When COVID shuts down U.S. staff, Apple’s engineers in China keep the products coming

The tech giant gives local workers more power and uses live streaming and augmented reality to make sure products made in China come out on time.

Before the pandemic, Apple Inc. AAPL-0.49%decrease; red down pointing triangle sent hundreds of U.S. engineers to China every month to oversee the contract manufacturers who make most of its products.

In a change, the global tech giant is now relying more on engineers in their own countries.

Since 2014, most Apple engineers from the United States have not been able to go to China because of strict border controls meant to keep the COVID-19 virus away. People who know about the situation say that new iPhone models for 2020 were delayed, but that Apple has mostly kept up with its annual product cycle since then by putting more attention on localization.

People say that Apple’s engineers in China have been given more work to do to keep the cycle going. The power change shows how Apple and other foreign companies have been training engineers and technicians in China for decades, so their technical skills are getting better and better.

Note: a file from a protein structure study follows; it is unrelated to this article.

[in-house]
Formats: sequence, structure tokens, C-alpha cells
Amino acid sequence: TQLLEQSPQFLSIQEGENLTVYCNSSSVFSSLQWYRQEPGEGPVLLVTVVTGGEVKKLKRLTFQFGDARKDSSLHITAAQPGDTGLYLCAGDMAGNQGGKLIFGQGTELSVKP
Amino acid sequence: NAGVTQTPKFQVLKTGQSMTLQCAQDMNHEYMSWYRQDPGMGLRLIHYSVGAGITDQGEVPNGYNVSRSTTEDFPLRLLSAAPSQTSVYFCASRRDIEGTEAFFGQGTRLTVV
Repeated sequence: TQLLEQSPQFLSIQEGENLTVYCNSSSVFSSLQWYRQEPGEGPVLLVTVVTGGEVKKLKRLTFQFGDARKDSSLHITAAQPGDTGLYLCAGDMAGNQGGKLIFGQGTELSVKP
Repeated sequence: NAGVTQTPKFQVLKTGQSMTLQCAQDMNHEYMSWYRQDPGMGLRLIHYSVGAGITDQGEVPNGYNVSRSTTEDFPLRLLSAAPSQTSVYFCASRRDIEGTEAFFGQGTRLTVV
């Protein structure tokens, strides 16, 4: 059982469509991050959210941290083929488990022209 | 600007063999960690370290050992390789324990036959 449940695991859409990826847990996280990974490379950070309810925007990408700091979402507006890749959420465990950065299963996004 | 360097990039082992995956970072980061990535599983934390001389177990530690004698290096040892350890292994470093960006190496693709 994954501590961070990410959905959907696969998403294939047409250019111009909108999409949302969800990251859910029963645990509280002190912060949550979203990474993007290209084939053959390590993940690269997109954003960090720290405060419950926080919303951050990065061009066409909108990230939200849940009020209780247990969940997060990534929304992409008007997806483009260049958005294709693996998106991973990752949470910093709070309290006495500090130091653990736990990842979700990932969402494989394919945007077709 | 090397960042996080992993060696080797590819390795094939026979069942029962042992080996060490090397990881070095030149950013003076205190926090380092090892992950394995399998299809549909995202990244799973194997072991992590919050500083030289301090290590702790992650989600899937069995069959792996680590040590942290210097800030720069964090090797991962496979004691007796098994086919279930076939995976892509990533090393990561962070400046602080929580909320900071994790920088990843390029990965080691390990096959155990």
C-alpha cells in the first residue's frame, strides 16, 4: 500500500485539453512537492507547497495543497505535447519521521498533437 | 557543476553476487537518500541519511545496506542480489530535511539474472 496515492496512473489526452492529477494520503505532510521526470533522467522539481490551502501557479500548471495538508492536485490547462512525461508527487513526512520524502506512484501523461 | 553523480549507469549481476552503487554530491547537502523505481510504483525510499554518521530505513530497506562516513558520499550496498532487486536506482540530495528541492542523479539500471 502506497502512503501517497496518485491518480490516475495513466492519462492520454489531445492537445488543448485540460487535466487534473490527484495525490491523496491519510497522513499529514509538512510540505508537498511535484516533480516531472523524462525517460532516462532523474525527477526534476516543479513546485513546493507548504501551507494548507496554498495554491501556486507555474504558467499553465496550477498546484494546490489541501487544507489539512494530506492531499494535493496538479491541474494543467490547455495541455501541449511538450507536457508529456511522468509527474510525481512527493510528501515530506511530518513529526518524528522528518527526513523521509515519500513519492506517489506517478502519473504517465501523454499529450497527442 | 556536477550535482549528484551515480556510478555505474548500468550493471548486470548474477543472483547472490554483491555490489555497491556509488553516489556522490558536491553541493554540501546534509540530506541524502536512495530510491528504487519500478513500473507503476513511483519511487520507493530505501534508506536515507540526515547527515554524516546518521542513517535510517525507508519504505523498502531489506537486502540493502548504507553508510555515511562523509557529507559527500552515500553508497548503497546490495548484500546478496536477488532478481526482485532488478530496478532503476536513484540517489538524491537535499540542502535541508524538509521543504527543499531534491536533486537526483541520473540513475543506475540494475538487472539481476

People said that the company that makes the iPhone has also started using technology, like live-streaming, that lets people at its headquarters in Cupertino, California, see what’s going on in its factories in China. One of the people said that Apple has used iPads to talk to each other and augmented reality tools to help tech experts in Cupertino check factory problems.

Most Apple products are made in China by companies like Foxconn Technology Group and Pegatron Corp., which have plants all over the country.

People said that Cupertino is still the place where important decisions are made and where important tasks like designing products are done. One of the people said that some engineers have made it to China, though not as many as in the past.

Apple didn’t respond to requests for comment.

Moving Markets

Apple warned last month that the return of COVID-19 in China could cut sales by up to $8 billion in the current quarter. Apple’s supply chain in China has been messed up for weeks because many of its suppliers are in and around Shanghai. Shanghai has been under lockdown for more than a month, and the areas around it also have strict COVID-control measures and logistical snarls.

China still makes it hard for foreigners to get visas, and those who do get in have to stay in quarantine at government facilities for a few weeks. Because of this, many companies don’t send as many workers to the country as they used to, either on business trips or for longer jobs.

In a survey released by the American Chamber of Commerce in China on Monday, 74% of members who answered said that the country’s strict COVID-19 policies had made it harder for them to hire or keep skilled foreign workers. A third also said that the latest COVID-19 outbreak in China made senior executives or important foreign talent turn down jobs there.